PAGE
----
Facebook Home: The Winners and Losers
The Facebook wunderkind has done it again. On April 4, 2013, Mark Zuckerberg, CEO of Facebook, announced his plans for a new mobile Facebook integration for Android phones. “Facebook Home” transforms Androids into a fully integrated Facebook experience. Mashable.com quoted Zuckerberg, “You’re going to be able to turn your Android phone into a great social device. Our phones today are designed around apps, not people. We want to flip that around.” Techcrunch.com weighed in on the pros and cons of this new Facebook service and its pending effect on the mobile phone industry.
Facebook Home essentially takes over the Android interface. It swaps out the Android homescreen and lockscreen with photos and updates from Facebook and Instagram. Aside from SMS, all other social applications are hidden from the user. Facebook is the overall focus, transforming phones into social media-driven devices.
Facebook will utilize its huge base of roughly 680 million mobile users to introduce Home. Mobile Facebook users will receive a message from Facebook inviting them to download Home to their devices. Instead of rummaging through an app store and downloading the application, users can download Home directly from the source. This approach, along with the Facebook-infused Android homescreen, will make it extremely difficult for mobile startups to permeate the market.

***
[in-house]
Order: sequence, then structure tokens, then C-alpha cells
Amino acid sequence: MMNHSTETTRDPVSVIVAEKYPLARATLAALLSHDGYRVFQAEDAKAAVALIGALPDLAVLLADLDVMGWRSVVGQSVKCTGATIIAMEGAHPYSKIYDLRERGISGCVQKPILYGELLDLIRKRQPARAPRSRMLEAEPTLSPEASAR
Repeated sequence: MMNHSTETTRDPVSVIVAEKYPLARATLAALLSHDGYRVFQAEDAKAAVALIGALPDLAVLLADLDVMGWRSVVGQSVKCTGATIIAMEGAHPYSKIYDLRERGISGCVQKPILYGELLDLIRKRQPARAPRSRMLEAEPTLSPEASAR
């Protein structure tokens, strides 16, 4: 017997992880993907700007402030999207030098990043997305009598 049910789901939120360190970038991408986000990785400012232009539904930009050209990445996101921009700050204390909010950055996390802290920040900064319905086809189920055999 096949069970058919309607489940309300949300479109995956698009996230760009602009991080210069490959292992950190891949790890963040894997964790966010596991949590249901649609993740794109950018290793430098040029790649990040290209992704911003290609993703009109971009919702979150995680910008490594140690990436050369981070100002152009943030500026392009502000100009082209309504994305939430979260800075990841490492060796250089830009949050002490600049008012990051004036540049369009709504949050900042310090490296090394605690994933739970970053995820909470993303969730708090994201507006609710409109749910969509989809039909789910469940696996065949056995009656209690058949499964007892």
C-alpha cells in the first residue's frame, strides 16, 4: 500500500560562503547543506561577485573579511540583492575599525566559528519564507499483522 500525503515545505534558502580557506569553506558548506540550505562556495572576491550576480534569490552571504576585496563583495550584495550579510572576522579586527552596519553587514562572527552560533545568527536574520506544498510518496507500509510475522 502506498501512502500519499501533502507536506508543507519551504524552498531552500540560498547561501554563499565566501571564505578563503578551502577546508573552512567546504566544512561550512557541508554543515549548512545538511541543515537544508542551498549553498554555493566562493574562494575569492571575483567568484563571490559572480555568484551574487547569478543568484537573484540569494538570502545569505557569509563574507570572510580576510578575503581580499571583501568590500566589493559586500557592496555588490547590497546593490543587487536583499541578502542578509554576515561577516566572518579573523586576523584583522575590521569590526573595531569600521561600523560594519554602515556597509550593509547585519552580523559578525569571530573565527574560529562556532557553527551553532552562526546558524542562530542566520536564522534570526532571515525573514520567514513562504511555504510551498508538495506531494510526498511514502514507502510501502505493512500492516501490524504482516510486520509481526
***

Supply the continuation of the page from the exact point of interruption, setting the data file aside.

The Facebook takeover could be very promising for Android. A Home reboot could reinvigorate Android, ensuring a long run for the smartphone. Unlike Android, Apple is unlikely to adopt Facebook Home, withholding the service from its iPhone and iPad users. However, Home will probably be most popular among a younger demographic of Facebookers who are most likely Android users anyway. If Home proves to be successful, Apple will have to respond accordingly. If anything, Home will be the most damaging to Microsoft. The Microsoft Windows phone was the closest thing to a “Facebook phone,” and now there is a “Facebook Phone.”
Although “Home” may come at a disadvantage to certain mobile services, it could revolutionize mobile advertising. On a Facebook-dominated mobile device, ads via Facebook would be unavoidable. Top of screen could equal top of mind, and with a Facebook-central mobile device, everything is at the forefront.
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Read more at Mashable and TechCrunch.